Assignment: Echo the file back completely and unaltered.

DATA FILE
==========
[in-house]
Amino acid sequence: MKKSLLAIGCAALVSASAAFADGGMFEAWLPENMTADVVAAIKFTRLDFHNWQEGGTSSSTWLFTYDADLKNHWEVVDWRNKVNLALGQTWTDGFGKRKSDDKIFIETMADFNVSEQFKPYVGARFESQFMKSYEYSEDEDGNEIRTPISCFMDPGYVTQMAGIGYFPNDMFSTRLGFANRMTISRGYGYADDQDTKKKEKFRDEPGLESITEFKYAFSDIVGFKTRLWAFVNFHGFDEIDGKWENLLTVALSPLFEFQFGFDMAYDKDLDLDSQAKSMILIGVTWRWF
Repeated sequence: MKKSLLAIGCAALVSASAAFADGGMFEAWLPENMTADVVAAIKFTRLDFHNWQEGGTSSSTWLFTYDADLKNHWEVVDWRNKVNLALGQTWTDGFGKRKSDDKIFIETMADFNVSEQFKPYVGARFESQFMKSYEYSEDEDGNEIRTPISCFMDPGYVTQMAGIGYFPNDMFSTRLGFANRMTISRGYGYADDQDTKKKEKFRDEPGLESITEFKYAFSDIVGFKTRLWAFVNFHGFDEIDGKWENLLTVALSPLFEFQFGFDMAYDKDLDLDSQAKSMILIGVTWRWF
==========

[in-house]
Amino acid sequence: MKKSLLAIGCAALVSASAAFADGGMFEAWLPENMTADVVAAIKFTRLDFHNWQEGGTSSSTWLFTYDADLKNHWEVVDWRNKVNLALGQTWTDGFGKRKSDDKIFIETMADFNVSEQFKPYVGARFESQFMKSYEYSEDEDGNEIRTPISCFMDPGYVTQMAGIGYFPNDMFSTRLGFANRMTISRGYGYADDQDTKKKEKFRDEPGLESITEFKYAFSDIVGFKTRLWAFVNFHGFDEIDGKWENLLTVALSPLFEFQFGFDMAYDKDLDLDSQAKSMILIGVTWRWF
Repeated sequence: MKKSLLAIGCAALVSASAAFADGGMFEAWLPENMTADVVAAIKFTRLDFHNWQEGGTSSSTWLFTYDADLKNHWEVVDWRNKVNLALGQTWTDGFGKRKSDDKIFIETMADFNVSEQFKPYVGARFESQFMKSYEYSEDEDGNEIRTPISCFMDPGYVTQMAGIGYFPNDMFSTRLGFANRMTISRGYGYADDQDTKKKEKFRDEPGLESITEFKYAFSDIVGFKTRLWAFVNFHGFDEIDGKWENLLTVALSPLFEFQFGFDMAYDKDLDLDSQAKSMILIGVTWRWF